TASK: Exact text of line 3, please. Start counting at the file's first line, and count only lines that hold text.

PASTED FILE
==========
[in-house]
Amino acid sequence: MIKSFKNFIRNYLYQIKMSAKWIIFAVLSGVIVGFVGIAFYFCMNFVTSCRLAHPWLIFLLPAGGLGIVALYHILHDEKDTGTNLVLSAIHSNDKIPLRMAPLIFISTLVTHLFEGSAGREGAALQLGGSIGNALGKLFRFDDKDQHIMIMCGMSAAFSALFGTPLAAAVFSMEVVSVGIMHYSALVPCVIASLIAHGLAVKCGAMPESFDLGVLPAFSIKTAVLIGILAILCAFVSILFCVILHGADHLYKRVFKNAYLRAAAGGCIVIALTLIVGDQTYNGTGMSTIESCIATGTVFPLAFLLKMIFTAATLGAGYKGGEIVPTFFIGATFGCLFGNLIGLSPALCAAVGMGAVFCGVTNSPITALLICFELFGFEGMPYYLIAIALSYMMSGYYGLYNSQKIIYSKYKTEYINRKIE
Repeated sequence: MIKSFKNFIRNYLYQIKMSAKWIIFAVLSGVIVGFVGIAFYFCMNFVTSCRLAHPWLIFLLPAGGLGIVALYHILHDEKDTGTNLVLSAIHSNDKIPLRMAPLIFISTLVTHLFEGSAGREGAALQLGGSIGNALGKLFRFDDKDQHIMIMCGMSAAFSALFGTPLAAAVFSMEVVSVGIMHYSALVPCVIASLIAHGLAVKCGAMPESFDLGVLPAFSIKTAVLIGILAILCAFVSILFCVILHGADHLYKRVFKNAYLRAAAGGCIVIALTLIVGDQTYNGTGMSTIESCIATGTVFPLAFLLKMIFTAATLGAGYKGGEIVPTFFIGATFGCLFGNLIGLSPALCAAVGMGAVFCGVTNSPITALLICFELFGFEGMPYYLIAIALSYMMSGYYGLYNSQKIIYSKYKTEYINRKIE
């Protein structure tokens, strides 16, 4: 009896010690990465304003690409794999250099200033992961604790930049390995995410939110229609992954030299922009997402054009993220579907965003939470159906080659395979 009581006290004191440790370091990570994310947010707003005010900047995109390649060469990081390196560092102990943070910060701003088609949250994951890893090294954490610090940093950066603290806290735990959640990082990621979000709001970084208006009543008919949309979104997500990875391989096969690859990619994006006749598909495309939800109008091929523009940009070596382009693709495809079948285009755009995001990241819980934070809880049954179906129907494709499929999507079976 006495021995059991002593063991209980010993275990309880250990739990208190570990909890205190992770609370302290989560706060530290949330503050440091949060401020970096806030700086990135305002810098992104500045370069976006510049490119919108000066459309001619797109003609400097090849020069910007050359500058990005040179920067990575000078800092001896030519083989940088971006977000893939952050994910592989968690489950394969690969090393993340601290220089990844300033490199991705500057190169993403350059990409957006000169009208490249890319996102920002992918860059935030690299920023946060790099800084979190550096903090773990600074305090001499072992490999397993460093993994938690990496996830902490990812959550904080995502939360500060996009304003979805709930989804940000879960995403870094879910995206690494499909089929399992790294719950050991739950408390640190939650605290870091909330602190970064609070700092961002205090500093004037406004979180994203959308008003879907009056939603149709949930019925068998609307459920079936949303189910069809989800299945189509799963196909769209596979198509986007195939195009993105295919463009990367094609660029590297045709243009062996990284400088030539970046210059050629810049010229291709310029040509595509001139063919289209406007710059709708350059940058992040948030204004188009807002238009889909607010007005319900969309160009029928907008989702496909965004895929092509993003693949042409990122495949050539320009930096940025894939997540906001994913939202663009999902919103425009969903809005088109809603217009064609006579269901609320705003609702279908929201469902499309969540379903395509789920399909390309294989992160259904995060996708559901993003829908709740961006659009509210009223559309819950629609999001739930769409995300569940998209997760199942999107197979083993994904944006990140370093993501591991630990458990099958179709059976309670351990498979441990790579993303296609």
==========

Repeated sequence: MIKSFKNFIRNYLYQIKMSAKWIIFAVLSGVIVGFVGIAFYFCMNFVTSCRLAHPWLIFLLPAGGLGIVALYHILHDEKDTGTNLVLSAIHSNDKIPLRMAPLIFISTLVTHLFEGSAGREGAALQLGGSIGNALGKLFRFDDKDQHIMIMCGMSAAFSALFGTPLAAAVFSMEVVSVGIMHYSALVPCVIASLIAHGLAVKCGAMPESFDLGVLPAFSIKTAVLIGILAILCAFVSILFCVILHGADHLYKRVFKNAYLRAAAGGCIVIALTLIVGDQTYNGTGMSTIESCIATGTVFPLAFLLKMIFTAATLGAGYKGGEIVPTFFIGATFGCLFGNLIGLSPALCAAVGMGAVFCGVTNSPITALLICFELFGFEGMPYYLIAIALSYMMSGYYGLYNSQKIIYSKYKTEYINRKIE